At the moment I’ve been working with Vicky Kidd-Gallichan, and I’m so inspired by her. When you get to a certain level, you not only get inspired by the creativity, but by that persons approach to business. It’s how she relates to people that really inspires me. My business is only one year old, so she’s great for any advice.
Another creative person I’m inspired by is my teacher back in Jakarta, Andy Djati Utomo. He’s the first person who showed me you can be extremely talented and extremely generous with your knowledge. He’s world famous and will tell you everything he knows. You find some people have a tall poppy syndrome and won’t share their secrets. But with my teacher in Jakarta, he’ll tell you everything. He’s confident in his abilities and shares what he’s learnt.Amica: What are some of the biggest wedding trends and floral themes among your clients lately?
Fionna: Interesting you say that! Last year I had different brides asking for the dyed teal purple orchard. It wasn’t a trend at the time, but I had a lot of people asking for it. Last year, the colour navy blue was really popular with bridesmaid’s dresses. The biggest trends this year would be the colours flush pink and seafoam mint. A few brides have asked me for those colours. I find that once someone likes something, you get a trail of people wanting the same thing.
Amica: You have created some stunning floral chandeliers. What is your process in creating these pieces?
Fionna: With this particular floral chandelier, I had a week to start and finish it. I was conversing with the bride back and forth. The bride sent me 5 different pictures from Pinterest. This was to get an idea of how she wanted the chandelier to look. After looking at the pictures, I drew up a sketch and showed it to her. She was happy with the sketch, so I set out making the floral chandelier straight away. Lucky, my husband is a woodworker, so I showed him the sketch and listed the type of wood, size and chains needed to create and hang the design. We also visited the venue to see where we could hang the floral chandelier. My main focus in my business is to create things. So I’m happy to say the floral chandelier was created from an idea that was sketched on paper.
Amica: Do you have any special tips to make those lovely bouquets last longer?
Fionna: Some flowers won’t last long, no matter what you do. So the trick is to choose a flower that can actually last. For example, an orchid will last. Usually, I get a baking tray and fill it up with water half way. Then, put the flower heads in to drink up the water. Next, spray water over the top. After that, I wrap the flowers in plasic wrap and put them in the flower fridge. It’s best if you place the flowers in the fridge for a few hours. If the flowers are in the fridge for too long, they will go transparent. After you take the flowers out, they will be full of water and crisp.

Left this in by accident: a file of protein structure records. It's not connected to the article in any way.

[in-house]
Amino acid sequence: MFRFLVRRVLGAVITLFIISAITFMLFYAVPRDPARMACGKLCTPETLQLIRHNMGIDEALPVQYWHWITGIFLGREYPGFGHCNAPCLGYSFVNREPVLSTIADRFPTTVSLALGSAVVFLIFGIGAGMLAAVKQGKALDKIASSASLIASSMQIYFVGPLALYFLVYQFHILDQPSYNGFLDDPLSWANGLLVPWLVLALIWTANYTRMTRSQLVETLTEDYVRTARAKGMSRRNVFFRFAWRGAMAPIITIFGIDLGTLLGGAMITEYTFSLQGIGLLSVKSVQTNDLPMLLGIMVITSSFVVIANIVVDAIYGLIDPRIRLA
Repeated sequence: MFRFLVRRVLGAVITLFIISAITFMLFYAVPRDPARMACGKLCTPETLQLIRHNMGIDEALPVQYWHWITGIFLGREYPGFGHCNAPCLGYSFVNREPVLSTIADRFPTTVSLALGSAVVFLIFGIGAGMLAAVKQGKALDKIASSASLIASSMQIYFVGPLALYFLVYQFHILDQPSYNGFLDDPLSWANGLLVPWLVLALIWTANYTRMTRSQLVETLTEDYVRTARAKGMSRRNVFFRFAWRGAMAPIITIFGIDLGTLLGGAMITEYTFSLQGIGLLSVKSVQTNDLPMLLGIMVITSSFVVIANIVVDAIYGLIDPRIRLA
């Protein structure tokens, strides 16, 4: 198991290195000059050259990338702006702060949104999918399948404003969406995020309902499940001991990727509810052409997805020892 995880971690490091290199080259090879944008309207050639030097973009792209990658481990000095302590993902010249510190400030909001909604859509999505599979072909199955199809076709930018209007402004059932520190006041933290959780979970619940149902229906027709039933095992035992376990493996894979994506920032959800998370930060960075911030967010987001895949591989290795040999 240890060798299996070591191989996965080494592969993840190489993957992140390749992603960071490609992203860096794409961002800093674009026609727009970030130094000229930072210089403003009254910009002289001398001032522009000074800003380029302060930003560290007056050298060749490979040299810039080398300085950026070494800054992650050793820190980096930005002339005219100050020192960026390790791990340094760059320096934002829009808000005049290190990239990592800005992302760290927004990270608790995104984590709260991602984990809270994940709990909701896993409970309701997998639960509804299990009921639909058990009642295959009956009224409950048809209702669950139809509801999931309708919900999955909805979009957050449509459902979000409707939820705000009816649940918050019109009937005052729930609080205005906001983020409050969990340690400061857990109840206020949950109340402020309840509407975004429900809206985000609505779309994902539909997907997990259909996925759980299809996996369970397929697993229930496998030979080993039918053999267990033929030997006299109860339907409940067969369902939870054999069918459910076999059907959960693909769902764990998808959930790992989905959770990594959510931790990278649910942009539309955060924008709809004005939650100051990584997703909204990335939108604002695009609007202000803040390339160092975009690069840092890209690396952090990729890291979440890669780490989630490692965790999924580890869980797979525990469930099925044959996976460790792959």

I did this for the flowers at Fashfest 2015. We were even able to use them for the photo shoot the next day. I find that the challenge of being a florist is keeping the flowers alive.
On another note, at Fashfest 2015, my main concern was to make sure the flowers didn’t fall onto the catwalk. Only dress number 5 had a petal fall off. It happened on her last turn on the runway. It was so beautiful the way it slid down the dress, it was perfect. Wish I could have planned it, but I didn’t. You know you’ve achieved something great, when you were scared at first, but accomplished it.Amica: What advice would you give to someone wanting to do what you’re doing now?
Fionna: The key is to find out who you are, and what you want to do. But it doesn’t come easy. If you decide to go for it, you have to think whether it’s worth it. The thing that keeps me going is definitely my husband. He’s incredibly supportive and I owe everything I do to him. Family support is number one. Also, surround yourself with people who believe in you. For a long time people didn’t believe in me. Which why going to CIT was so great and also when Vicky asked me to collaborate with her. So, choose that one thing carefully. Treat it as your own kid, and do anything to make it amazing.
Amica: Do you have any upcoming, exciting plans that you would like to share with us?
Fashfest was a big stepping stone for me, so I want to focus on getting better and keep learning and growing. I’ll be visiting my floral teacher in Jakarta this month to catch up on all the happenings I’ve had this year. In the long run, I would love to attract more clients and have the work and family balance. Being able to work from home, while looking after kids would be great. If I could achieve that, I’d be very happy.
Connect with Fionna Tamin:
Instagram – peonynpearl
Esty shop – www.etsy.com/shop/peonynpearl
Website – www.peonynpearl.com.au